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Six years after the release of Modern Guilt, Beck has returned with a follow-up album that reflects heavily on the human condition in modern society. Out Feb. 25, Morning Phase draws from folk-rock roots, lending itself to the musician’s signature storytelling style.
Beck’s twelfth studio album has been described as a “companion piece” to Sea Change, featuring several artists that collaborated in the 2002 release. Throughout production, the singer-songwriter has preoccupied himself with a series of outside projects, but resolved to move beyond the flux for Morning Phase.
Many critics speculate that the contemplative undertone derives from time spent in recovery after a recent spinal injury, which Beck revealed in 2013. Nonetheless, the singer-songwriter breaks past the self-referential in his latest album, putting relevant issues at its folksy forefront.
Read what top critics are saying about Beck’s Morning Phase below:
“At its core, Morning Phase is a record about what to do when the world seems totally f—ed,” Rolling Stone’s Will Hermes writes. “Irony doesn’t cut it anymore; truth, beauty and resolve are the best weapons.” Hermes gave the album four-and-a-half stars out of five, lauding the overlay of “bright acoustic guitar and chiming percussion” with Beck’s “layered vocals … The result is a set that feels like an instant folk-rock classic.”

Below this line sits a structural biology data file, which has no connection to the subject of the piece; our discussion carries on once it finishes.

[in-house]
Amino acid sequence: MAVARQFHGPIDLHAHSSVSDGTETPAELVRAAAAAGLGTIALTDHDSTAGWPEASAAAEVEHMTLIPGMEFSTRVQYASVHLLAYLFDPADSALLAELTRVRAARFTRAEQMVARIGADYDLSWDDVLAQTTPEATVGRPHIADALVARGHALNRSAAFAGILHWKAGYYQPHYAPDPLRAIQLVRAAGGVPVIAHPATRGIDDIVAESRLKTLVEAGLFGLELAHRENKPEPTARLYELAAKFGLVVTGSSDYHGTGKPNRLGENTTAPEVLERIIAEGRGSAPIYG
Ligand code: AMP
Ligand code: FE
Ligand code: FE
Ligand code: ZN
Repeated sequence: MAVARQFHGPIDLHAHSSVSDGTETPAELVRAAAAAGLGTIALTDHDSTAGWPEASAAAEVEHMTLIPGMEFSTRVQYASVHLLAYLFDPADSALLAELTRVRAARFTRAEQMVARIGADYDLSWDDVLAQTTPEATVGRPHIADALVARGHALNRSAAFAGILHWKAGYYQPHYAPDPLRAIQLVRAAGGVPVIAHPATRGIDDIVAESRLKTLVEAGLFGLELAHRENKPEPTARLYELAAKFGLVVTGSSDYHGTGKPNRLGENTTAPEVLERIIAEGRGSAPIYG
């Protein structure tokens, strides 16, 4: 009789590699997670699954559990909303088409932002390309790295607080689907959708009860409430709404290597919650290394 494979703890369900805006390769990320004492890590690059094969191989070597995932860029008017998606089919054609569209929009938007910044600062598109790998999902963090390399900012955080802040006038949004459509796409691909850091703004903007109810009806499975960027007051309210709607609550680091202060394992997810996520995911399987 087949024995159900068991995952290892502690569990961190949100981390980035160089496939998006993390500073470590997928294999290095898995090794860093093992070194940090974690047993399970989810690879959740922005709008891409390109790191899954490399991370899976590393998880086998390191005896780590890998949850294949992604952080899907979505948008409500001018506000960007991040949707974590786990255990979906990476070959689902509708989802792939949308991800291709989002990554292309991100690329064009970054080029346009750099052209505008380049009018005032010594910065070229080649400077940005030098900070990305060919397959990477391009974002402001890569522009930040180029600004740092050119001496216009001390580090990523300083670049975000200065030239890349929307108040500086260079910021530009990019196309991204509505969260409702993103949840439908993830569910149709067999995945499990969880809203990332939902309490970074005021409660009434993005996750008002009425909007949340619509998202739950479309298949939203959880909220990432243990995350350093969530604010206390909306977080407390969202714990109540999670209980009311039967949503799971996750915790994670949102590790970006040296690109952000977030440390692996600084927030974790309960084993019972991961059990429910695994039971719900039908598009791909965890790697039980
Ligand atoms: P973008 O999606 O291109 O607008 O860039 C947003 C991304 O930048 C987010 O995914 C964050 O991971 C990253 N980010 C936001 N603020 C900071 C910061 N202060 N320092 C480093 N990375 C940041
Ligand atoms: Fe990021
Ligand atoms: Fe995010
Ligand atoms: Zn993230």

The New York Times‘ Ben Ratliff credits “slow tempo and reverb… time and space” for the success of Morning Phase. “These aren’t great songs, if great means original, or complex, or ready to be reinterpreted,” Ratliff explains. “It doesn’t matter.” What does matter is that Beck has “found the right sound for his disposition and he resonates like crazy with that sound.”
“With the same downbeat acoustic vibe and many of the same players, the new record serves as a kind of spiritual sequel… to 2002’s Sea Change,” LA Times‘ Mikael Wood notes, and “the sequel is better than the original.” But while the circumstances behind Beck’s latest work have certainly changed, “the comfortable fortysomething dad on Morning Phase refreshes that familiar post with some welcome mystery.”
The Guardian’s Kitty Empire gave Morning Phase three out of five stars, comparing the tracks to “a fat analogue sunrise gradually asserting itself, usually through some haze, at the conclusion of some dark night of the soul.” Empire calls it “a mellow album, if bittersweet,” which “is emphatically not a record for people in a hurry.”
“Rather than focusing on a resigned anger or ambiguous darkness, Morning Phase is plagued by a frustrating in-between-ness that can also come off as flat and neutral,” Pitchfork’s Ryan Dombal says. “You get an overall sense of wisdom from the lines on this album, though that wisdom too rarely coalesces into something truly affecting.” Dombal gave the new record a score of 6.8 out of 10.
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